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Dedicated to Making Difference

How Whittier Cafe Supports, Educates, and Activates Community

Walking through the Whittier neighborhood you'll notice a sign stating “We are fighting two diseases - COVID and racism” amongst a bed of flowers in Whittier Cafe’s sign garden.  Signs like these provide a constant reminder, messages that need to be at the forefront of our minds for change and awareness to occur.  To know about this community-centered cafe is to know activism, connection, and education.  As for how Whittier Cafe all began, this thriving activist hub started with founder Millete Birhandemaskel's desire to educate people on the origins of coffee.

Originally from Ethiopia, Birhanemaskel was inspired to share the importance of Ethiopian coffee ceremonies, which are paramount to the Ethiopian culture.  The ancient region Kaffa of Ethiopia is the birthplace of coffee, after all.  These coffee ceremonies are fundamental to Ethiopian families and are a tradition shared with family and friends, sometimes multiple times a day.  Before COVID restrictions, they held traditional coffee ceremonies every Sunday bringing together people of all kinds.  The ceremonies themselves are about an hour-long, so you can imagine how much connection and conversation naturally happens in that amount of time.    

Initiating connection began with coffee as the focal point, but ultimately it organically grew far beyond anything Birhanemaskel could ever have predicted.  During the summer of 2015, teenager, Jessie Hernandez was killed by Denver police, which sparked a group of people wanting a place to mourn what had happened together.  When Birhanemaskel discovered that this group had been officially asked not to meet at another local coffee shop in the area, she reached out to the organizers to offer up Whittier Cafe as a space to come together.  The cafe quickly became a place to express, organize, and stand for something more than just a quick coffee, a community dedicated to making a difference.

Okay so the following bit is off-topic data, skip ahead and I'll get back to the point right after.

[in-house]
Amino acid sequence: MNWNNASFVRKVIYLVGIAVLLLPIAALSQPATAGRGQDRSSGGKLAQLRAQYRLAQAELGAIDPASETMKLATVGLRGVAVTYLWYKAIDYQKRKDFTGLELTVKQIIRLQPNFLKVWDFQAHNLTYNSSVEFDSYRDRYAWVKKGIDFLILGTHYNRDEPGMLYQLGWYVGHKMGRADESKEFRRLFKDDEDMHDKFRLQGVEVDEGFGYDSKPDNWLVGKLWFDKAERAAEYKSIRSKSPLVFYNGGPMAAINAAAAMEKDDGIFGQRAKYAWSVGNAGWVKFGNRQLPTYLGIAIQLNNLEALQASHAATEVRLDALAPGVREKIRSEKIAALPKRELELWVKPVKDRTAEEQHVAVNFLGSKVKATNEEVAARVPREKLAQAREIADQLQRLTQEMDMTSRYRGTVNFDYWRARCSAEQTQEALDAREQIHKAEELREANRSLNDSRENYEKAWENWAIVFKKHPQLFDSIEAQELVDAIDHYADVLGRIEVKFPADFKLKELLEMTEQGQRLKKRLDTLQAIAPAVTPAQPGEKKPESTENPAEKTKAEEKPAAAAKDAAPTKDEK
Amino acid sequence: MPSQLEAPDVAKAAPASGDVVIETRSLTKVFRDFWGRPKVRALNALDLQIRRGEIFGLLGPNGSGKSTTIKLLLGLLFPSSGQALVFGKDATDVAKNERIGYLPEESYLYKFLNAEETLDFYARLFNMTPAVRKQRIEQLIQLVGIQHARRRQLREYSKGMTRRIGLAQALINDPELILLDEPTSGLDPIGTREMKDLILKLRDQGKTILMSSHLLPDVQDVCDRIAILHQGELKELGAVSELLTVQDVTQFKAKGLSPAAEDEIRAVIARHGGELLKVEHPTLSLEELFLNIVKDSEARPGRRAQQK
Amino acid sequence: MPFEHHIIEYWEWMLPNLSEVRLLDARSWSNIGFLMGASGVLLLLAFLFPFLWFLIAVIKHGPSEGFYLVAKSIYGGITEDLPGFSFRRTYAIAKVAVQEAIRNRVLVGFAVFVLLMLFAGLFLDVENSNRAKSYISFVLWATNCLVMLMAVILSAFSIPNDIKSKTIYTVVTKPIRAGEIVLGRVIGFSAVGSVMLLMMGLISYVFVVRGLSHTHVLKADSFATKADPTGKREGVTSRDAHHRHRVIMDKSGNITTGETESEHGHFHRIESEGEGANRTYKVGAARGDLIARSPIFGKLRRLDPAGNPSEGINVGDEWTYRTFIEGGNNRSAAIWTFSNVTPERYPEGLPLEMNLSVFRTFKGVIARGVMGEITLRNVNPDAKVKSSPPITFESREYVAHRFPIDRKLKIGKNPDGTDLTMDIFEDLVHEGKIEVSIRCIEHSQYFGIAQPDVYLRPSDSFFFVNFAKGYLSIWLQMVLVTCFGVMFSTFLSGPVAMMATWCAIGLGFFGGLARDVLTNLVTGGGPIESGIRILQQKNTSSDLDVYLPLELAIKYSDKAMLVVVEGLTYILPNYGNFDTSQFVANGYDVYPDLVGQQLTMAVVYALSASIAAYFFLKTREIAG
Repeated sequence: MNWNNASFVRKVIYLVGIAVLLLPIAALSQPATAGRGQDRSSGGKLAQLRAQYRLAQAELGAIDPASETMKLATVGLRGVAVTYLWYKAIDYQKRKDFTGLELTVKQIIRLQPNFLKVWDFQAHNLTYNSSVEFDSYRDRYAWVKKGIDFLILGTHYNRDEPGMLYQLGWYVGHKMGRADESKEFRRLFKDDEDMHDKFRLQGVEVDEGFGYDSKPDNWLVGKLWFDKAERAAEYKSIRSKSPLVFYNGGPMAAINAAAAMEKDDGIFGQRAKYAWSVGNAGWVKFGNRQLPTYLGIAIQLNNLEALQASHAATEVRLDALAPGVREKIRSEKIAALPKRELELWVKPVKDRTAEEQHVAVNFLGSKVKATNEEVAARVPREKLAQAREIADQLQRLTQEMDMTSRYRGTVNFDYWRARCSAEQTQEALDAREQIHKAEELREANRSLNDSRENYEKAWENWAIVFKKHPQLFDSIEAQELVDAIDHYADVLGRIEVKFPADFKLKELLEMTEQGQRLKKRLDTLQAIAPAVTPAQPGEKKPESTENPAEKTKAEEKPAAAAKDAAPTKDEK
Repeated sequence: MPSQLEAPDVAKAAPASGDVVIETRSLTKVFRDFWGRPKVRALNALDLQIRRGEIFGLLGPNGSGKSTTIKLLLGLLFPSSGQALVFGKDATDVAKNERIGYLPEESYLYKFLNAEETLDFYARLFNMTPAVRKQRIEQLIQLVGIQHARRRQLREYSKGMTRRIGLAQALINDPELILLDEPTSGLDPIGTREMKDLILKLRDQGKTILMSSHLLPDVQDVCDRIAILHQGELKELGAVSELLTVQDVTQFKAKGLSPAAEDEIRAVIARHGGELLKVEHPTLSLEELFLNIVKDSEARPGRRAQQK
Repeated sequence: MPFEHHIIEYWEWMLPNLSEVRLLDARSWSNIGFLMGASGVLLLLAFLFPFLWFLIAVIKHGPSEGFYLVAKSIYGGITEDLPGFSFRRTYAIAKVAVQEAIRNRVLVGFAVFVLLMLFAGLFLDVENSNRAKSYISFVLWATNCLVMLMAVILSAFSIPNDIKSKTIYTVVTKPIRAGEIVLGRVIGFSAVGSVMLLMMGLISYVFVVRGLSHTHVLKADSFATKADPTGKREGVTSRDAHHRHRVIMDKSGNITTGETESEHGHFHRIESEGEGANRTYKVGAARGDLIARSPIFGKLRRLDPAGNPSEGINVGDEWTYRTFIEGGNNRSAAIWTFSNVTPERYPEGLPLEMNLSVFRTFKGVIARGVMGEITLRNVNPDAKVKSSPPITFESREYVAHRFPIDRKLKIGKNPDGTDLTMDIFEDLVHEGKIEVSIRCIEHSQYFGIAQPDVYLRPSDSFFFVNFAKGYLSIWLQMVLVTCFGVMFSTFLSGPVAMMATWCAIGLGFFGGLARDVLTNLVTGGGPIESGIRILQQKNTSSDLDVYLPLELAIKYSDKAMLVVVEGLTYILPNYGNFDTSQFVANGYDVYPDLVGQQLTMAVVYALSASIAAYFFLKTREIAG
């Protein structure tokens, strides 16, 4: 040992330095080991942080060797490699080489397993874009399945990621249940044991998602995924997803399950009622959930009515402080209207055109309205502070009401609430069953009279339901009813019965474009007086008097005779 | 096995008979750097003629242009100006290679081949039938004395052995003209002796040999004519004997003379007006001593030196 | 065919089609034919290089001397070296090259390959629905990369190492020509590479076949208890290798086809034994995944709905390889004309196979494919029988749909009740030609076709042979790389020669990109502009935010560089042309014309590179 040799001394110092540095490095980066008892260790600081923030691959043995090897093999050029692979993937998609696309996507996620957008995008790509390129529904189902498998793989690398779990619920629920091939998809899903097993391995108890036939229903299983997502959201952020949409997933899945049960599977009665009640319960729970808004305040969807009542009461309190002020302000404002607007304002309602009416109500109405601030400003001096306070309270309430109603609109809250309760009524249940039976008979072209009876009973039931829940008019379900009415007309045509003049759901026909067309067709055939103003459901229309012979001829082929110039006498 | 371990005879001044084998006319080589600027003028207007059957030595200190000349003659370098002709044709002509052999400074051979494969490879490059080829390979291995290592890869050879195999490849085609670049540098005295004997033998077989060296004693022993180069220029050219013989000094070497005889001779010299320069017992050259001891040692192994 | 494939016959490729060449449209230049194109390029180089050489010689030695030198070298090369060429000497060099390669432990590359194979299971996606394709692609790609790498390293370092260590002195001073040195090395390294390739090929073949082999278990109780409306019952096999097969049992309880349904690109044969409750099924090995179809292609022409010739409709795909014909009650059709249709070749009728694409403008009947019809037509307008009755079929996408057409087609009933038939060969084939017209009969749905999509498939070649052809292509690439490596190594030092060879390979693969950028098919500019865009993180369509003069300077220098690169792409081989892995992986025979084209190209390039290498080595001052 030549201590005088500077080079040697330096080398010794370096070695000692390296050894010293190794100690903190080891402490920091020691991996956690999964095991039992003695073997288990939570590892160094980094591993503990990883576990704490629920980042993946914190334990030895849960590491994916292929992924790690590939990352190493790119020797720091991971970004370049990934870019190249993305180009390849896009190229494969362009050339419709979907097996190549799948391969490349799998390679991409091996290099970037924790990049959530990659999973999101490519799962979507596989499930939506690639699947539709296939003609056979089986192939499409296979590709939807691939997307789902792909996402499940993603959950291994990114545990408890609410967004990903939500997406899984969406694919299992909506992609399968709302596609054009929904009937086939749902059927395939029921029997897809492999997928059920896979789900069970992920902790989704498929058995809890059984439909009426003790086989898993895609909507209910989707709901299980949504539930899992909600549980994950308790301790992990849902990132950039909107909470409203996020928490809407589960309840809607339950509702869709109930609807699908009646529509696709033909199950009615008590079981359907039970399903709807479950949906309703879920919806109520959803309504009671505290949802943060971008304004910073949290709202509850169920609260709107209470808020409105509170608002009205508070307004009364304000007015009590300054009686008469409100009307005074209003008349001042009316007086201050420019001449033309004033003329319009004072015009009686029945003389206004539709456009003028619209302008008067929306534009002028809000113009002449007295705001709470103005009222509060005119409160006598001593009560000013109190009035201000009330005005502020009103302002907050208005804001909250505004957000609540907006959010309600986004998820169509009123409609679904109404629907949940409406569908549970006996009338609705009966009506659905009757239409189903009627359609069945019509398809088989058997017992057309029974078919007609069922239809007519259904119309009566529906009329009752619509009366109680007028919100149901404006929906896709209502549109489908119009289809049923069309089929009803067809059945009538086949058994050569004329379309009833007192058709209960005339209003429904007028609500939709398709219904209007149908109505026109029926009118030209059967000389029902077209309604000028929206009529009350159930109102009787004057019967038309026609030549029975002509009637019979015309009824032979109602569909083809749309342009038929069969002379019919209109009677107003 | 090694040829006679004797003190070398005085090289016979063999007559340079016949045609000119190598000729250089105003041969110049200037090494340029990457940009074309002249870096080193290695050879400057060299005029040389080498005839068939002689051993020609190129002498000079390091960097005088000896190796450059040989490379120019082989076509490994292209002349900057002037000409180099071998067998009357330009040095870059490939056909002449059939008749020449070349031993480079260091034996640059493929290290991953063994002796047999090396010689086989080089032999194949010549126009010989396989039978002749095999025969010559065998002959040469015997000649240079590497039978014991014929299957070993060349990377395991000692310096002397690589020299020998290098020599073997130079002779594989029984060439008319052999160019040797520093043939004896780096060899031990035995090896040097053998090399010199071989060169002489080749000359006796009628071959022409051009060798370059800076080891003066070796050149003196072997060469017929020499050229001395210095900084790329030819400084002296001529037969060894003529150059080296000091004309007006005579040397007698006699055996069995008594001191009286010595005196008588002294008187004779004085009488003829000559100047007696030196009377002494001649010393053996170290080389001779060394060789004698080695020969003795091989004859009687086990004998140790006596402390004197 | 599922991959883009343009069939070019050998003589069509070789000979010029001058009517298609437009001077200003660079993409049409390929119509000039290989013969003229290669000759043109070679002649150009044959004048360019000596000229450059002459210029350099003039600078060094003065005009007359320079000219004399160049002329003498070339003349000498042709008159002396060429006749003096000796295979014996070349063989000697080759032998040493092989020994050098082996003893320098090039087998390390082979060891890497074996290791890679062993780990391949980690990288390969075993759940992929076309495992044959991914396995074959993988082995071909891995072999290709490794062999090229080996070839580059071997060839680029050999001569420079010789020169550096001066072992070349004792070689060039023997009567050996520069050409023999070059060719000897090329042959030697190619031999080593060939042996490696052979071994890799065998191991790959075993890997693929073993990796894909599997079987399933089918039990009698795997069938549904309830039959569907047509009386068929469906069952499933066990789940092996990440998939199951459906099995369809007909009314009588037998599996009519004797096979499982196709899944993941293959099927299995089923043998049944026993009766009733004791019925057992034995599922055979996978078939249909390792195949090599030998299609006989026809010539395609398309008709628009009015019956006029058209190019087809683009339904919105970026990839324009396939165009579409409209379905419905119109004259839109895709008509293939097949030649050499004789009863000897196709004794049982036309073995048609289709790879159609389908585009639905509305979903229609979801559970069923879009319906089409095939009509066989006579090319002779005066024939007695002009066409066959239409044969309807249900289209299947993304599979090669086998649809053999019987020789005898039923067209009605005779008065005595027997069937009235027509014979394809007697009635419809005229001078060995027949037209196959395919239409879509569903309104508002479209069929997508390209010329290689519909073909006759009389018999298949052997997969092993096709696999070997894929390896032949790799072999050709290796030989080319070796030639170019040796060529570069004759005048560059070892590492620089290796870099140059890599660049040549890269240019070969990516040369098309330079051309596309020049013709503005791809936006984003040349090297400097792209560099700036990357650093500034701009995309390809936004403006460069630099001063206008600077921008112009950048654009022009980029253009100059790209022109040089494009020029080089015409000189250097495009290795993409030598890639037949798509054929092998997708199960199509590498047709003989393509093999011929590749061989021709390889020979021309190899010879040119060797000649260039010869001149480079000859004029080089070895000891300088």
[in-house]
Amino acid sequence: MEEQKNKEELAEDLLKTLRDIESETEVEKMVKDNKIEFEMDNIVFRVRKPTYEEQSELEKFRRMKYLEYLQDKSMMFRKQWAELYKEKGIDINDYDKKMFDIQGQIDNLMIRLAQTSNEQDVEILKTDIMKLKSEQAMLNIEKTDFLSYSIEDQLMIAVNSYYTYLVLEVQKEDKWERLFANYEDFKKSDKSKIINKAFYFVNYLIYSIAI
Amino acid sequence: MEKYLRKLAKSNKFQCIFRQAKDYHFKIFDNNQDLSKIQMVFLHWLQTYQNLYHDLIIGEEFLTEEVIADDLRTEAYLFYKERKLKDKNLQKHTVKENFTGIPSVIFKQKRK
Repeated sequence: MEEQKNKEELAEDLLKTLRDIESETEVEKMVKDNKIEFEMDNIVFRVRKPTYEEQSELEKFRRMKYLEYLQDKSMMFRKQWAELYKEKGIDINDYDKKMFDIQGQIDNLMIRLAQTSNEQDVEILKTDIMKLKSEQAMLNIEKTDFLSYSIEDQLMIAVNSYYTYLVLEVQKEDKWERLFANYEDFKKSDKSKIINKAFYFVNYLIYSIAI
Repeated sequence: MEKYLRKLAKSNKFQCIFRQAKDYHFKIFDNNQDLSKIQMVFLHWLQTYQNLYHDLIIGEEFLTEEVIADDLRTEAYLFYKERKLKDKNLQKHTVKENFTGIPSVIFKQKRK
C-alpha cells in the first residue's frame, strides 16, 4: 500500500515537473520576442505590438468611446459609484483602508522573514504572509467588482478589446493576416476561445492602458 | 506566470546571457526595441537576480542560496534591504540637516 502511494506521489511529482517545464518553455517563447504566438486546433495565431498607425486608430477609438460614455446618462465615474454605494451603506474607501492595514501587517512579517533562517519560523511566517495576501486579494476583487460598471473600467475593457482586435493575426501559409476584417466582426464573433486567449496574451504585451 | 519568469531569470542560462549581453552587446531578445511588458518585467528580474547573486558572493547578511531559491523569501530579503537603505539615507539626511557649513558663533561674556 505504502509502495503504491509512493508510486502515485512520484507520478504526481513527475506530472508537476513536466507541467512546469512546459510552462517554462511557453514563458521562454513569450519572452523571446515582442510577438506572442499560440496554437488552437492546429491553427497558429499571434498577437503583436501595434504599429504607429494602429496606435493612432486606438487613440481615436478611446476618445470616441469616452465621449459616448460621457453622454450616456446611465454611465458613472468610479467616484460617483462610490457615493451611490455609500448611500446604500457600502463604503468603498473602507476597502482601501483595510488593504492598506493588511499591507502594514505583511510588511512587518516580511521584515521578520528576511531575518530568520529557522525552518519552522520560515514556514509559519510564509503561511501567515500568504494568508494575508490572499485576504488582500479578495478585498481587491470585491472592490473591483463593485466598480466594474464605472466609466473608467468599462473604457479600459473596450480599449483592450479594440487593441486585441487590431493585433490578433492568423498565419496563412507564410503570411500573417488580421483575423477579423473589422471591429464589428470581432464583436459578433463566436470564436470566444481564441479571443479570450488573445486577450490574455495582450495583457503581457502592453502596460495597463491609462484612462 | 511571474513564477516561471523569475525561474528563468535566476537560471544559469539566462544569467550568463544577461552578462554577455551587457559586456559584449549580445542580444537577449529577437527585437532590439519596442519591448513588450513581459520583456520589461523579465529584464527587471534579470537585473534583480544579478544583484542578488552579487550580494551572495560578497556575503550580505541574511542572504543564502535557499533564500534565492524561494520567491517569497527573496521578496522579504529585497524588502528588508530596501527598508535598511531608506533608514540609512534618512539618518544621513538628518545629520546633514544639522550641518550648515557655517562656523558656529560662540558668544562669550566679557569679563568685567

Growing up in a family of activists, Birhanemaskel has always believed in supporting causes, organizations, and the community. In this current climate, every action counts, and she is committed to doing everything she can to support the black community in these times of need for resources and connection. She sees that everyone has their way of showing up and that there are so many beautiful ways to play your part for the greater good.  Whittier Cafe is particularly fond of Endless Grind Coffee Shop in Aurora, and Tea Lee’s and Akente Express in Five Points.  Every Sunday, they’ve also been hosting black-owned food trucks such as The Ethiopian Food Truck. 

In these unprecedented times, let us all borrow a page from Birhanemaskel’s book.   May we choose to reach out to those in need and do whatever we can to make a difference in the lives of others.  Whether we share resources, support black businesses, protest, or use our voice, may we show our support and create change together.